New treatments being investigated

MDMA therapy

When administered, MDMA increases levels of serotonin, dopamine, norepinephrine, and oxytocin. It also reduces amygdala activity in response to negative stimuli and increases connectivity between the amygdala and the hippocampus. 

What does this mean in terms of how you will feel? Taking MDMA can give you more energy, reduce anxiety, increase your empathy and touch sensitivity, distort your time perception, and allow you to open up about your emotions. 

A double-blinded, randomized, placebo-controlled trial³ investigated the efficacy of MDMA-assisted therapy for severe PTSD for 18 weeks. The study found that MDMA-assisted therapy is highly effective at attenuating symptoms of PTSD and functional impairment. It was also still effective in individuals with comorbidities, including depression, dissociation, and substance abuse. 

The study also identified that MDMA had a greater effect on lowering the Clinician-Administered PTSD Scale (CAPS-IV) when compared with paroxetine and sertraline in other studies. Further studies will be required to directly compare the effects of these different medications.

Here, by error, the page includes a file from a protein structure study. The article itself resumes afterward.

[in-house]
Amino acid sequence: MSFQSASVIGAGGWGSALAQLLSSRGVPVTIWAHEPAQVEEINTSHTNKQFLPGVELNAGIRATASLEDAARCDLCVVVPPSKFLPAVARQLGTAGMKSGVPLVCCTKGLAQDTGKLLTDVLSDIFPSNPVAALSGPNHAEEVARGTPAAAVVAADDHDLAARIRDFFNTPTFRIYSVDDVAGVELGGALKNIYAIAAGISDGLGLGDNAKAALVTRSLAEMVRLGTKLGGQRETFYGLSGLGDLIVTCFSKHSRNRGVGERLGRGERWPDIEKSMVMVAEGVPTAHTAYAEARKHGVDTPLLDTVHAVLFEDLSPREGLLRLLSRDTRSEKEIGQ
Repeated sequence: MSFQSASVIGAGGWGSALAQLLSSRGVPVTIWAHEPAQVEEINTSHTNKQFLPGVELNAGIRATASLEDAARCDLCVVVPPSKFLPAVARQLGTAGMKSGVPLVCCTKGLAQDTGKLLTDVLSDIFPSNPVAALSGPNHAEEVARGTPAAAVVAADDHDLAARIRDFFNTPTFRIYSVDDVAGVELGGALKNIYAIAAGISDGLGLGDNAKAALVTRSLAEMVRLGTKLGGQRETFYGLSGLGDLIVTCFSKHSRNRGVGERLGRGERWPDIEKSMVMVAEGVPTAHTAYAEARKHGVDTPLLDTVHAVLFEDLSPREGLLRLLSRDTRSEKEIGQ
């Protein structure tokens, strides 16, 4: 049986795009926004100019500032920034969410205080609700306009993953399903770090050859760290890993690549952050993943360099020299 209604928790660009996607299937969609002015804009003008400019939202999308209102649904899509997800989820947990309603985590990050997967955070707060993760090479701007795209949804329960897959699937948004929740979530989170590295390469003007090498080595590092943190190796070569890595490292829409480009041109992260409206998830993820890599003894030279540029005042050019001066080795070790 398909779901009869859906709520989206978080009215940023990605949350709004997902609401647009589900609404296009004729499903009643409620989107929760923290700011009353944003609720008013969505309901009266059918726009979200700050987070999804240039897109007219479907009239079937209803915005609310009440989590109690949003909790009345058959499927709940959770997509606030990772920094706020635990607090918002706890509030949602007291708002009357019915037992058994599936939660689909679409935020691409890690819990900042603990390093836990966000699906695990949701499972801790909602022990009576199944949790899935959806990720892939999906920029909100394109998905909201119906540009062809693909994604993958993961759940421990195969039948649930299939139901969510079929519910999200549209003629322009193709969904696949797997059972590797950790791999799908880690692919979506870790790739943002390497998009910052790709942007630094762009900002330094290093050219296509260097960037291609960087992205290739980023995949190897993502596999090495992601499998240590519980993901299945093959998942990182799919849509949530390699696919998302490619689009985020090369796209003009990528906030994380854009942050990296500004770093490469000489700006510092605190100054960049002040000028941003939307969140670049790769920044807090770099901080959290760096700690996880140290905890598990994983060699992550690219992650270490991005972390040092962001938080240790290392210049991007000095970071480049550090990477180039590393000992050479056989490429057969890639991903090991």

The study identified that the side effects were transient and relatively modest. Some patients experienced muscle soreness, nausea, feeling cold, and a loss of appetite.

How does it work? 

It is thought that through taking MDMA, alongside therapy, individuals can access and process traumatic content without being overwhelmed or experiencing dissociative symptoms. Some believe that MDMA may help to reduce the shame and anger around the events that have caused PTSD and see them with more self-compassion. 

This means that memories become more accessible, allowing for more productive therapy sessions. 

Stellate ganglion block 

A stellate ganglion block is an injection of local anesthetic that goes into the neck, targeting the sympathetic nervous system. 

The stellate ganglion is a collection of nerves that supply the face and arm. It is commonly administered to reduce head, neck, arms, or chest pain. Recent research has identified that it may have the potential as a treatment option for PTSD.